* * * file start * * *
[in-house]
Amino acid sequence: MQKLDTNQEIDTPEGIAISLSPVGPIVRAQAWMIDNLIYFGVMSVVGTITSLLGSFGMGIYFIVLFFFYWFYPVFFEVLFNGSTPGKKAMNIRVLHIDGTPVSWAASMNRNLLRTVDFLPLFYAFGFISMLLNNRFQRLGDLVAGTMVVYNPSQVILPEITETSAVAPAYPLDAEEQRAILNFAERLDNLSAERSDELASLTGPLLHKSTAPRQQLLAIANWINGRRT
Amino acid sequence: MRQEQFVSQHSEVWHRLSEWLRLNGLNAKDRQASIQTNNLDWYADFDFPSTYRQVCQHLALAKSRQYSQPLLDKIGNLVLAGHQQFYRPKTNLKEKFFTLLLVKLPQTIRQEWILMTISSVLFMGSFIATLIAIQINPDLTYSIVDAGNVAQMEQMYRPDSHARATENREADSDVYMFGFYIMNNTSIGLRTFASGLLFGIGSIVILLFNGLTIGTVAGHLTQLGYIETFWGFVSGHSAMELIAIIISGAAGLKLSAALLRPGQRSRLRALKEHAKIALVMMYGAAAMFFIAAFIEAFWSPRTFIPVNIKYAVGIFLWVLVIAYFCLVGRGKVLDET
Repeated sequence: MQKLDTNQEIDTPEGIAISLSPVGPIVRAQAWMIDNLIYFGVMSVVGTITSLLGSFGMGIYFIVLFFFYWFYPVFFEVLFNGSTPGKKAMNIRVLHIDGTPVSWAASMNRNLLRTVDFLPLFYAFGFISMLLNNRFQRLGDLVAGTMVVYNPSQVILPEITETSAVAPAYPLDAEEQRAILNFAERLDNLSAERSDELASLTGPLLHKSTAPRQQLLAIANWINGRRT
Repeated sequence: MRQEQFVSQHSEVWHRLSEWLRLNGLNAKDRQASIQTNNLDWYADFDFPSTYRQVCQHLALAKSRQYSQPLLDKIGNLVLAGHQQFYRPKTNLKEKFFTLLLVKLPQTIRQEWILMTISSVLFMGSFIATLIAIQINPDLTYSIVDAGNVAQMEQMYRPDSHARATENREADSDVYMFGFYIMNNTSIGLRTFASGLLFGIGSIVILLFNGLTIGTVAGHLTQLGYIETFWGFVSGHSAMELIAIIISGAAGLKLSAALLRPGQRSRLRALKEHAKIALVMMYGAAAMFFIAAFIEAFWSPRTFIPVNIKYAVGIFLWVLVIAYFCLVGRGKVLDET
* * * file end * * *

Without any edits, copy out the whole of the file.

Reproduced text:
[in-house]
Amino acid sequence: MQKLDTNQEIDTPEGIAISLSPVGPIVRAQAWMIDNLIYFGVMSVVGTITSLLGSFGMGIYFIVLFFFYWFYPVFFEVLFNGSTPGKKAMNIRVLHIDGTPVSWAASMNRNLLRTVDFLPLFYAFGFISMLLNNRFQRLGDLVAGTMVVYNPSQVILPEITETSAVAPAYPLDAEEQRAILNFAERLDNLSAERSDELASLTGPLLHKSTAPRQQLLAIANWINGRRT
Amino acid sequence: MRQEQFVSQHSEVWHRLSEWLRLNGLNAKDRQASIQTNNLDWYADFDFPSTYRQVCQHLALAKSRQYSQPLLDKIGNLVLAGHQQFYRPKTNLKEKFFTLLLVKLPQTIRQEWILMTISSVLFMGSFIATLIAIQINPDLTYSIVDAGNVAQMEQMYRPDSHARATENREADSDVYMFGFYIMNNTSIGLRTFASGLLFGIGSIVILLFNGLTIGTVAGHLTQLGYIETFWGFVSGHSAMELIAIIISGAAGLKLSAALLRPGQRSRLRALKEHAKIALVMMYGAAAMFFIAAFIEAFWSPRTFIPVNIKYAVGIFLWVLVIAYFCLVGRGKVLDET
Repeated sequence: MQKLDTNQEIDTPEGIAISLSPVGPIVRAQAWMIDNLIYFGVMSVVGTITSLLGSFGMGIYFIVLFFFYWFYPVFFEVLFNGSTPGKKAMNIRVLHIDGTPVSWAASMNRNLLRTVDFLPLFYAFGFISMLLNNRFQRLGDLVAGTMVVYNPSQVILPEITETSAVAPAYPLDAEEQRAILNFAERLDNLSAERSDELASLTGPLLHKSTAPRQQLLAIANWINGRRT
Repeated sequence: MRQEQFVSQHSEVWHRLSEWLRLNGLNAKDRQASIQTNNLDWYADFDFPSTYRQVCQHLALAKSRQYSQPLLDKIGNLVLAGHQQFYRPKTNLKEKFFTLLLVKLPQTIRQEWILMTISSVLFMGSFIATLIAIQINPDLTYSIVDAGNVAQMEQMYRPDSHARATENREADSDVYMFGFYIMNNTSIGLRTFASGLLFGIGSIVILLFNGLTIGTVAGHLTQLGYIETFWGFVSGHSAMELIAIIISGAAGLKLSAALLRPGQRSRLRALKEHAKIALVMMYGAAAMFFIAAFIEAFWSPRTFIPVNIKYAVGIFLWVLVIAYFCLVGRGKVLDET